In November 2011, Representative Barney Frank, the mouthy Massachusetts Democrat, announced that he would retire from Congress in January 2013. A few short weeks after his retirement last month, he had second thoughts about leaving Washington. He asked Governor Deval Patrick to consider appointing him interim senator after the incumbent, John Kerry, was confirmed as secretary of state.
Frank wanted the appointment, which would last only a few months, to participate in fights on the debt ceiling, which seemed certain to dominate the early days of the 113th Congress.
“The first months of the new Senate will be among the most important in American history,” Frank told the Boston Globe. “I may be a little immodest, but I called the governor and said I think I can be a help in reaching a fair solution to some of these issues.”
Frank didn’t get the opportunity. Instead, it went to Patrick’s chief of staff, Mo Cowan, whose interim appointment, after an earlier appointment of Tim Scott to a South Carolina vacancy, marks the first time in U.S. history that two blacks are serving in the Senate simultaneously.
It’s a shame Frank isn’t sticking around — but not because of the debt ceiling, which turned out to be nothing when Republicans retreated from their threat to hold the nation’s credit hostage in exchange for reduced spending. Rather, it’s the onerous “sequester” spending cuts and the contretemps over Chuck Hagel’s nomination for defense secretary, both of which have focused heavily on the prospect of defense cuts, where the sharp-tongued, policy-savvy Frank could be playing an essential role.
In the most recent issue of the journal Democracy, Frank, the rare politician able to write a genuinely interesting article, makes a strong argument that the threats the U.S. faces have changed, the politics of military spending have changed and the amount Congress spends on defense must change, too.
“There were so many encouraging signs for liberals in the election results this year that one of the most significant has been overlooked,” he wrote. “For the first time in my memory, a Democratic candidate for President argued for less military spending against a Republican candidate who called for great increases — and the Democrat won.”
Liberals are not alone in voicing skepticism of increased defense spending, Frank notes: “Ron Paul, who goes far beyond most liberals in his eagerness to impose severe military cuts, was a popular figure with a significant base of GOP support not despite taking this position but in part because of it.”
And while Paul might be a marginal (though influential) figure on the right, his opinion drew surprising support, including that of Clint Eastwood, the star attraction of the 2012 Republican National Convention.
“One of the few coherent things he said in that memorable debate that he lost to a chair was that the President should have announced his willingness to pull out of Afghanistan altogether,” Frank wrote of Eastwood. “This criticism of the President from an antiwar position elicited cheers from the Republican delegates.”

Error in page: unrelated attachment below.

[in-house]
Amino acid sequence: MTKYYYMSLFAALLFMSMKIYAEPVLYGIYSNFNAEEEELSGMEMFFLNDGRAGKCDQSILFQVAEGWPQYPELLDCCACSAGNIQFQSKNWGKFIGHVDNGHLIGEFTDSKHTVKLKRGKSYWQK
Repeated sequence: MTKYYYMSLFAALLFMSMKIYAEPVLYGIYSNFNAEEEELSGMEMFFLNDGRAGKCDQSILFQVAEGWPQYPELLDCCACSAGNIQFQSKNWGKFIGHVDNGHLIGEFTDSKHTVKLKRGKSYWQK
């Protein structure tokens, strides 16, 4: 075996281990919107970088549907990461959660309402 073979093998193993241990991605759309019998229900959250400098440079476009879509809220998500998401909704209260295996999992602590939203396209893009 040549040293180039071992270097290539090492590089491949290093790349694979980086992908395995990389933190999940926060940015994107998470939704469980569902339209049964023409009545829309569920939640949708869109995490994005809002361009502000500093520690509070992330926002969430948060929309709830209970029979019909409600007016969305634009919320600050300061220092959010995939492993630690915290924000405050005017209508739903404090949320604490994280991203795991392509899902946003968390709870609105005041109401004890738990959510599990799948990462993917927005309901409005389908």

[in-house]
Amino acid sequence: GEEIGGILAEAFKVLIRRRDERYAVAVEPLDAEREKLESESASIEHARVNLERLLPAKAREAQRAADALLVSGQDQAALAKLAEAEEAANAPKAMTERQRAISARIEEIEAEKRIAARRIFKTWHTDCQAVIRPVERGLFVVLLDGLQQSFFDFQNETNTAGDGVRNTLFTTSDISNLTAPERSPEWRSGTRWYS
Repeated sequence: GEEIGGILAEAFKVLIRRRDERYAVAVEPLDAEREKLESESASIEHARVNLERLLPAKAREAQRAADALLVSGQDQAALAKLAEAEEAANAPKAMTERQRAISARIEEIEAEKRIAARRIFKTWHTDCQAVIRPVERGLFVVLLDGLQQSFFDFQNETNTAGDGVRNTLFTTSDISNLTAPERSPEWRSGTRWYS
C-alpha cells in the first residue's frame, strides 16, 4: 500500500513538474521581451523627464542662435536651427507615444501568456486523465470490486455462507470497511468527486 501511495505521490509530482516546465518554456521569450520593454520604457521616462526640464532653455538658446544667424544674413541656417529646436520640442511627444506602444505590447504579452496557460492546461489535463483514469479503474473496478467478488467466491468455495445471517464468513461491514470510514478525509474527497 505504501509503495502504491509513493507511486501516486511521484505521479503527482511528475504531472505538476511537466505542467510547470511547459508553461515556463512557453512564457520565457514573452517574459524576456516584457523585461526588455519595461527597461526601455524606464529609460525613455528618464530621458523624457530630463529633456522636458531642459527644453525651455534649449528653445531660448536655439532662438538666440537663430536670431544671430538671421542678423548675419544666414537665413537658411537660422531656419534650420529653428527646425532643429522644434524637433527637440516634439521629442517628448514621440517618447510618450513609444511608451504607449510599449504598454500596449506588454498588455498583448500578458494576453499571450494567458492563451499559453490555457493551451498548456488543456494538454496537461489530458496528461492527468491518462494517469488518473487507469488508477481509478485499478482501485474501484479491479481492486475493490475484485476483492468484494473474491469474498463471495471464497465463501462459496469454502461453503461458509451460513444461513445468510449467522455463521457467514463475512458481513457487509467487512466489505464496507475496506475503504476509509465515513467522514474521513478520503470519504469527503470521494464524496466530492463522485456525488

Over the past decade, there have been two major vehicles for military spending. The first is the base defense budget, which is what most people think of as defense spending. The second consists of supplemental bills by which the money for Iraq and Afghanistan is appropriated. “The public does not fully understand that the defense budget is paid for to a certain extent as people pay lawyers who are on retainer, but who then get extra funds if they have to go into court,” Frank wrote.
Altogether, the increase in military spending has been astonishing. Under President George W. Bush, the base military budget jumped from $287 billion in 2001 to $513 billion in 2009; under President Obama, it jumped again, to $530 billion in fiscal year 2012. The supplemental war spending added as much as $150 billion a year above that. All told, military spending was about $700 billion in 2010 and 2011 — roughly $250 billion more than we spent on Medicare.
The effect on budgets has been immense. When conservatives argue that our current deficits show a spending problem, not a taxing problem, the spending they’re talking about — knowingly or not — is defense. Charles Blahous, a former staff member for President George W. Bush’s National Economics Council, pointed out that, “Had the tax relief never been enacted but everything else happened as it has, we still would face enormous deficits today.”
Blahous found that about a quarter of the shift from Bill Clinton-era surpluses to Bush and Obama deficits was due to tax cuts and another quarter due to the deterioration of the economy. The other half resulted from the spending side of the ledger. And what drove the spending increases?
“Much of this, of course, happened after the United States was attacked on September 11, 2001,” Blahous wrote. “The U.S. thereafter conducted major military operations in Afghanistan and Iraq, and also increased expenditures on homeland security.” No other spending initiative — not the stimulus or Medicare’s prescription drug benefit or the Affordable Care Act or anything else — generated remotely similar costs over the past 12 years.
The irony, of course, is that Republicans want to attack federal spending, but not the military spending that has been the single largest contributor to deficits. Their remedy is to keep taxes low, defense spending high and seek savings elsewhere. It would be nice to have someone like Frank around to skewer the absurdity of that prescription.